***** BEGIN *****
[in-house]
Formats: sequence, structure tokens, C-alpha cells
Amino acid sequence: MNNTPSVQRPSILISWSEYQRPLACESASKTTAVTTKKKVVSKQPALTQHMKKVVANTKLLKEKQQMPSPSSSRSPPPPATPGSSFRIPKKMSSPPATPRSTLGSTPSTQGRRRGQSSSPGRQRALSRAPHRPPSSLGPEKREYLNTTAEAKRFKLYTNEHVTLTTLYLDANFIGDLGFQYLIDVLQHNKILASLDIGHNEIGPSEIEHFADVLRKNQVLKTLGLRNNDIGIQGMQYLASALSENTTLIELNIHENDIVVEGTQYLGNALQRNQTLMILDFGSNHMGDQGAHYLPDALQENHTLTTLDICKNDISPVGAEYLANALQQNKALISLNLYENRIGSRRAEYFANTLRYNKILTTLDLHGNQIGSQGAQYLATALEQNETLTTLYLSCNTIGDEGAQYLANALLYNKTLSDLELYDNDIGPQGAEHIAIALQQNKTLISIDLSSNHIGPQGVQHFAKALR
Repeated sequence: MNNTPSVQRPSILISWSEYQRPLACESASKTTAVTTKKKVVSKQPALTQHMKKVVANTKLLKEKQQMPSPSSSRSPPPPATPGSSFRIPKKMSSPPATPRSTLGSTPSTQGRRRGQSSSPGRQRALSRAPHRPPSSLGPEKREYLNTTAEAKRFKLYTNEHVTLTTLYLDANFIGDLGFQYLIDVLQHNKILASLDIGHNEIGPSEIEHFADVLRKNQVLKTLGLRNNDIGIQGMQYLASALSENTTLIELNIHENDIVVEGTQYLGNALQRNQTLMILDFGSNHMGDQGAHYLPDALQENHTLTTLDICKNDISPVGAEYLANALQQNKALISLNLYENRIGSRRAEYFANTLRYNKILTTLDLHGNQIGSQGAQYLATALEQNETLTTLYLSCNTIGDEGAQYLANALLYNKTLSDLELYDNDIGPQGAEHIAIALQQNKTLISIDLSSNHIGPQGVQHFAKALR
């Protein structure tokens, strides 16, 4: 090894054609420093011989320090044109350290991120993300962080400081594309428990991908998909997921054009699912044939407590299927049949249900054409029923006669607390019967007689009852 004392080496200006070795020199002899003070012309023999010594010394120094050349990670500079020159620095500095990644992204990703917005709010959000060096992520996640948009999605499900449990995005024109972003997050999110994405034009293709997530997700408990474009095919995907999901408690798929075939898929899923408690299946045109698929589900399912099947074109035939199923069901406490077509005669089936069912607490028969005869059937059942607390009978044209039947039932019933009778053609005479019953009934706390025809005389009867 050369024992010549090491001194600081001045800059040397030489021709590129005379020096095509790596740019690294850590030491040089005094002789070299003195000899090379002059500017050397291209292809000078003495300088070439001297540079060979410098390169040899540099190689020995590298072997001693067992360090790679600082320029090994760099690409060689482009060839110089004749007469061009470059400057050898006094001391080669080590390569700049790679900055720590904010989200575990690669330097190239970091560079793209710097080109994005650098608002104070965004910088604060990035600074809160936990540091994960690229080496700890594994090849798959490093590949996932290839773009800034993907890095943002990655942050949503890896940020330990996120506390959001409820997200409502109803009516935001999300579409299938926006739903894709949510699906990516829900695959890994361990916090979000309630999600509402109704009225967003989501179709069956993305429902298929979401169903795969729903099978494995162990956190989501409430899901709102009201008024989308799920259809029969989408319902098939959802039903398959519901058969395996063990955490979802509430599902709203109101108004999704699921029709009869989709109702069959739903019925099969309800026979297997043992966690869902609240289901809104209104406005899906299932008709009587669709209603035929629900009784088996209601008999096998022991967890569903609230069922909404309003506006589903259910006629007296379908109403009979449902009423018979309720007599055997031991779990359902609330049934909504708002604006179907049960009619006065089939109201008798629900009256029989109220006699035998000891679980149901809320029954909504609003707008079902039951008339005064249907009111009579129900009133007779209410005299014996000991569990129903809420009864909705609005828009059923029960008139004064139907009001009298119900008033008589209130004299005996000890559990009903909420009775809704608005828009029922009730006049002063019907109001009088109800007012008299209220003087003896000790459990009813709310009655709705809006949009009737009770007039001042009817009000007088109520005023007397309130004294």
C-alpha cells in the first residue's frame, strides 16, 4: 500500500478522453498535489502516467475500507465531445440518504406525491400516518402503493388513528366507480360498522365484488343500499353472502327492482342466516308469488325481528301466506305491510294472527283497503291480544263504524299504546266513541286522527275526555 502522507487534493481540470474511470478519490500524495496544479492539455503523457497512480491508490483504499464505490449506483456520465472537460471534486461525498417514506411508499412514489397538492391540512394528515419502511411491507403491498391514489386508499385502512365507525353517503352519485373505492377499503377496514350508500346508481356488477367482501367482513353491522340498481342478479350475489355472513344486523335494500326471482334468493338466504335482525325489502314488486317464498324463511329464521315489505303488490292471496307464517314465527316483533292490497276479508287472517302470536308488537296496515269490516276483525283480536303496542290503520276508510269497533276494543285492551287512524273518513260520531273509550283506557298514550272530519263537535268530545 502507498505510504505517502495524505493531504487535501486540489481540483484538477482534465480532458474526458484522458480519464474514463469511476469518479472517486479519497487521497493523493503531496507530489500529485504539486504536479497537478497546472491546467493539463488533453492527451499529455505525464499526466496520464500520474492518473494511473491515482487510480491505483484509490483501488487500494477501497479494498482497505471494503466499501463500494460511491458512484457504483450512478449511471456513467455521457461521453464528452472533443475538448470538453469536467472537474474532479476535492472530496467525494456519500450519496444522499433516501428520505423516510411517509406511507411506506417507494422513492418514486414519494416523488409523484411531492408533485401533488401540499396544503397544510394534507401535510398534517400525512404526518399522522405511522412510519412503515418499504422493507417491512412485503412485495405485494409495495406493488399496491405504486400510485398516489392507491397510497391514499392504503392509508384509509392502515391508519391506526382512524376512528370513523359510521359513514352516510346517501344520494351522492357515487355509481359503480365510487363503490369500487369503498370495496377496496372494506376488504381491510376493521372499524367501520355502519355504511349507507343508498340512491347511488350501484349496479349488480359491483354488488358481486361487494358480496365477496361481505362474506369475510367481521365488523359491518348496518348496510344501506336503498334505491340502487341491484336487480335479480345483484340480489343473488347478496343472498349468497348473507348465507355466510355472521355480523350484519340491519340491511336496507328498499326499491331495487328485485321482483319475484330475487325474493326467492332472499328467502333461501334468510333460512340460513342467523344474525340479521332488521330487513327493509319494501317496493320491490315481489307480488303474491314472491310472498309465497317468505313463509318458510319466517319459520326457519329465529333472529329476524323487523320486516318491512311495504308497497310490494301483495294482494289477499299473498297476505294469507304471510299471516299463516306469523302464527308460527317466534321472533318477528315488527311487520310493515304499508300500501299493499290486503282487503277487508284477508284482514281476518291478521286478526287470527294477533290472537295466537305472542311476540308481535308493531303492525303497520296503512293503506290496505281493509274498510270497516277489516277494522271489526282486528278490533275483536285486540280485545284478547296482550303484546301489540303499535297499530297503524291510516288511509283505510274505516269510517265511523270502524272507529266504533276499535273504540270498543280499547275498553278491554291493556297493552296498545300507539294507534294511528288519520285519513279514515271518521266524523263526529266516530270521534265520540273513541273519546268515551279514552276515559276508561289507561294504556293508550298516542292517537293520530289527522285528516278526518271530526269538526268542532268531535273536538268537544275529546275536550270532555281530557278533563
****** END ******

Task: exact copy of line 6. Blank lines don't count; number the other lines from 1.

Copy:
C-alpha cells in the first residue's frame, strides 16, 4: 500500500478522453498535489502516467475500507465531445440518504406525491400516518402503493388513528366507480360498522365484488343500499353472502327492482342466516308469488325481528301466506305491510294472527283497503291480544263504524299504546266513541286522527275526555 502522507487534493481540470474511470478519490500524495496544479492539455503523457497512480491508490483504499464505490449506483456520465472537460471534486461525498417514506411508499412514489397538492391540512394528515419502511411491507403491498391514489386508499385502512365507525353517503352519485373505492377499503377496514350508500346508481356488477367482501367482513353491522340498481342478479350475489355472513344486523335494500326471482334468493338466504335482525325489502314488486317464498324463511329464521315489505303488490292471496307464517314465527316483533292490497276479508287472517302470536308488537296496515269490516276483525283480536303496542290503520276508510269497533276494543285492551287512524273518513260520531273509550283506557298514550272530519263537535268530545 502507498505510504505517502495524505493531504487535501486540489481540483484538477482534465480532458474526458484522458480519464474514463469511476469518479472517486479519497487521497493523493503531496507530489500529485504539486504536479497537478497546472491546467493539463488533453492527451499529455505525464499526466496520464500520474492518473494511473491515482487510480491505483484509490483501488487500494477501497479494498482497505471494503466499501463500494460511491458512484457504483450512478449511471456513467455521457461521453464528452472533443475538448470538453469536467472537474474532479476535492472530496467525494456519500450519496444522499433516501428520505423516510411517509406511507411506506417507494422513492418514486414519494416523488409523484411531492408533485401533488401540499396544503397544510394534507401535510398534517400525512404526518399522522405511522412510519412503515418499504422493507417491512412485503412485495405485494409495495406493488399496491405504486400510485398516489392507491397510497391514499392504503392509508384509509392502515391508519391506526382512524376512528370513523359510521359513514352516510346517501344520494351522492357515487355509481359503480365510487363503490369500487369503498370495496377496496372494506376488504381491510376493521372499524367501520355502519355504511349507507343508498340512491347511488350501484349496479349488480359491483354488488358481486361487494358480496365477496361481505362474506369475510367481521365488523359491518348496518348496510344501506336503498334505491340502487341491484336487480335479480345483484340480489343473488347478496343472498349468497348473507348465507355466510355472521355480523350484519340491519340491511336496507328498499326499491331495487328485485321482483319475484330475487325474493326467492332472499328467502333461501334468510333460512340460513342467523344474525340479521332488521330487513327493509319494501317496493320491490315481489307480488303474491314472491310472498309465497317468505313463509318458510319466517319459520326457519329465529333472529329476524323487523320486516318491512311495504308497497310490494301483495294482494289477499299473498297476505294469507304471510299471516299463516306469523302464527308460527317466534321472533318477528315488527311487520310493515304499508300500501299493499290486503282487503277487508284477508284482514281476518291478521286478526287470527294477533290472537295466537305472542311476540308481535308493531303492525303497520296503512293503506290496505281493509274498510270497516277489516277494522271489526282486528278490533275483536285486540280485545284478547296482550303484546301489540303499535297499530297503524291510516288511509283505510274505516269510517265511523270502524272507529266504533276499535273504540270498543280499547275498553278491554291493556297493552296498545300507539294507534294511528288519520285519513279514515271518521266524523263526529266516530270521534265520540273513541273519546268515551279514552276515559276508561289507561294504556293508550298516542292517537293520530289527522285528516278526518271530526269538526268542532268531535273536538268537544275529546275536550270532555281530557278533563